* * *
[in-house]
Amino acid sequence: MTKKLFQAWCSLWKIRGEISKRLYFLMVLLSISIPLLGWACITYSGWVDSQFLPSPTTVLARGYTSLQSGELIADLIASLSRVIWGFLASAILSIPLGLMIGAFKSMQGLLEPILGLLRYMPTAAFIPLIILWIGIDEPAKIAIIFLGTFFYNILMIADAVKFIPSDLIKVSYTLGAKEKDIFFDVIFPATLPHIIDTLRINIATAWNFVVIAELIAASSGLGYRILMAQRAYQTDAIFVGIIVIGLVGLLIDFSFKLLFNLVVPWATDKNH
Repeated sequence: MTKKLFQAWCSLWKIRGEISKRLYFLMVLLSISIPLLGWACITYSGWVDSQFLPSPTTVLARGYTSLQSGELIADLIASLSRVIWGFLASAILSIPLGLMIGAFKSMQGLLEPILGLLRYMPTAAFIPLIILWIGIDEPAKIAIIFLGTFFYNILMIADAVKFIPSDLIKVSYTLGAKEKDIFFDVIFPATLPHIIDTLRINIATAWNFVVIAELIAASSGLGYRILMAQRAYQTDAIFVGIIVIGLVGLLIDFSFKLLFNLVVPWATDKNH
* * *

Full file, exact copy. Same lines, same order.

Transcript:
[in-house]
Amino acid sequence: MTKKLFQAWCSLWKIRGEISKRLYFLMVLLSISIPLLGWACITYSGWVDSQFLPSPTTVLARGYTSLQSGELIADLIASLSRVIWGFLASAILSIPLGLMIGAFKSMQGLLEPILGLLRYMPTAAFIPLIILWIGIDEPAKIAIIFLGTFFYNILMIADAVKFIPSDLIKVSYTLGAKEKDIFFDVIFPATLPHIIDTLRINIATAWNFVVIAELIAASSGLGYRILMAQRAYQTDAIFVGIIVIGLVGLLIDFSFKLLFNLVVPWATDKNH
Repeated sequence: MTKKLFQAWCSLWKIRGEISKRLYFLMVLLSISIPLLGWACITYSGWVDSQFLPSPTTVLARGYTSLQSGELIADLIASLSRVIWGFLASAILSIPLGLMIGAFKSMQGLLEPILGLLRYMPTAAFIPLIILWIGIDEPAKIAIIFLGTFFYNILMIADAVKFIPSDLIKVSYTLGAKEKDIFFDVIFPATLPHIIDTLRINIATAWNFVVIAELIAASSGLGYRILMAQRAYQTDAIFVGIIVIGLVGLLIDFSFKLLFNLVVPWATDKNH